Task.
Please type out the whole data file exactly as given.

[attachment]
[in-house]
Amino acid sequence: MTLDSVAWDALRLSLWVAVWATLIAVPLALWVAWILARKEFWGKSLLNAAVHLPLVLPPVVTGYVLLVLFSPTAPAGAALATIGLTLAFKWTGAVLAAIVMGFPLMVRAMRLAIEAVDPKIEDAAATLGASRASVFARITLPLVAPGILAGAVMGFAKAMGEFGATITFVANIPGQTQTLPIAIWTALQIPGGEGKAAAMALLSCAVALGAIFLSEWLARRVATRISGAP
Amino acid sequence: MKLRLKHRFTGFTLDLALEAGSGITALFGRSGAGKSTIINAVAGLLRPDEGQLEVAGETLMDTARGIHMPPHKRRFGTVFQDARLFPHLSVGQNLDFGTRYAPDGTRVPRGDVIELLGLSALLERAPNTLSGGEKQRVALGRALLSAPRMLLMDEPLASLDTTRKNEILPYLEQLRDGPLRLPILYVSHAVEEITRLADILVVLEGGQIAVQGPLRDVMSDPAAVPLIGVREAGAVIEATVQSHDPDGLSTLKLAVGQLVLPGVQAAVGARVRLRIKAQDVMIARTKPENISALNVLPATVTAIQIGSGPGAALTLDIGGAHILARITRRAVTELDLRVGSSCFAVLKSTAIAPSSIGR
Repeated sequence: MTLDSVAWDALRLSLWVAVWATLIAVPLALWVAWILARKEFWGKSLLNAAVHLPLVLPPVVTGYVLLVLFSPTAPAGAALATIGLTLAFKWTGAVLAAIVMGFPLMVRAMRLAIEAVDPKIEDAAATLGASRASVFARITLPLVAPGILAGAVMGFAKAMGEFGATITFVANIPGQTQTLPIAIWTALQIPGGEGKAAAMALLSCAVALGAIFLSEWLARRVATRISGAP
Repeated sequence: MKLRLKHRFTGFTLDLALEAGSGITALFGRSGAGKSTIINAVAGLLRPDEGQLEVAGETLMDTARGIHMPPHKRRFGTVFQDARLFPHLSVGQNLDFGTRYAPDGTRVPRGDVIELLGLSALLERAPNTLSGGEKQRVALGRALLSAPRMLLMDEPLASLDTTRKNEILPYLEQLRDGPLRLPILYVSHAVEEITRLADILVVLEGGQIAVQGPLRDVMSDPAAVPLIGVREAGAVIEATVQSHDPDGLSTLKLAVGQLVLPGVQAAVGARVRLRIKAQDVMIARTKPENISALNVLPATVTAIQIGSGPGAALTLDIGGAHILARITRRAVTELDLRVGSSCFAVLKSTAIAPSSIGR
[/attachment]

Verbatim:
[in-house]
Amino acid sequence: MTLDSVAWDALRLSLWVAVWATLIAVPLALWVAWILARKEFWGKSLLNAAVHLPLVLPPVVTGYVLLVLFSPTAPAGAALATIGLTLAFKWTGAVLAAIVMGFPLMVRAMRLAIEAVDPKIEDAAATLGASRASVFARITLPLVAPGILAGAVMGFAKAMGEFGATITFVANIPGQTQTLPIAIWTALQIPGGEGKAAAMALLSCAVALGAIFLSEWLARRVATRISGAP
Amino acid sequence: MKLRLKHRFTGFTLDLALEAGSGITALFGRSGAGKSTIINAVAGLLRPDEGQLEVAGETLMDTARGIHMPPHKRRFGTVFQDARLFPHLSVGQNLDFGTRYAPDGTRVPRGDVIELLGLSALLERAPNTLSGGEKQRVALGRALLSAPRMLLMDEPLASLDTTRKNEILPYLEQLRDGPLRLPILYVSHAVEEITRLADILVVLEGGQIAVQGPLRDVMSDPAAVPLIGVREAGAVIEATVQSHDPDGLSTLKLAVGQLVLPGVQAAVGARVRLRIKAQDVMIARTKPENISALNVLPATVTAIQIGSGPGAALTLDIGGAHILARITRRAVTELDLRVGSSCFAVLKSTAIAPSSIGR
Repeated sequence: MTLDSVAWDALRLSLWVAVWATLIAVPLALWVAWILARKEFWGKSLLNAAVHLPLVLPPVVTGYVLLVLFSPTAPAGAALATIGLTLAFKWTGAVLAAIVMGFPLMVRAMRLAIEAVDPKIEDAAATLGASRASVFARITLPLVAPGILAGAVMGFAKAMGEFGATITFVANIPGQTQTLPIAIWTALQIPGGEGKAAAMALLSCAVALGAIFLSEWLARRVATRISGAP
Repeated sequence: MKLRLKHRFTGFTLDLALEAGSGITALFGRSGAGKSTIINAVAGLLRPDEGQLEVAGETLMDTARGIHMPPHKRRFGTVFQDARLFPHLSVGQNLDFGTRYAPDGTRVPRGDVIELLGLSALLERAPNTLSGGEKQRVALGRALLSAPRMLLMDEPLASLDTTRKNEILPYLEQLRDGPLRLPILYVSHAVEEITRLADILVVLEGGQIAVQGPLRDVMSDPAAVPLIGVREAGAVIEATVQSHDPDGLSTLKLAVGQLVLPGVQAAVGARVRLRIKAQDVMIARTKPENISALNVLPATVTAIQIGSGPGAALTLDIGGAHILARITRRAVTELDLRVGSSCFAVLKSTAIAPSSIGR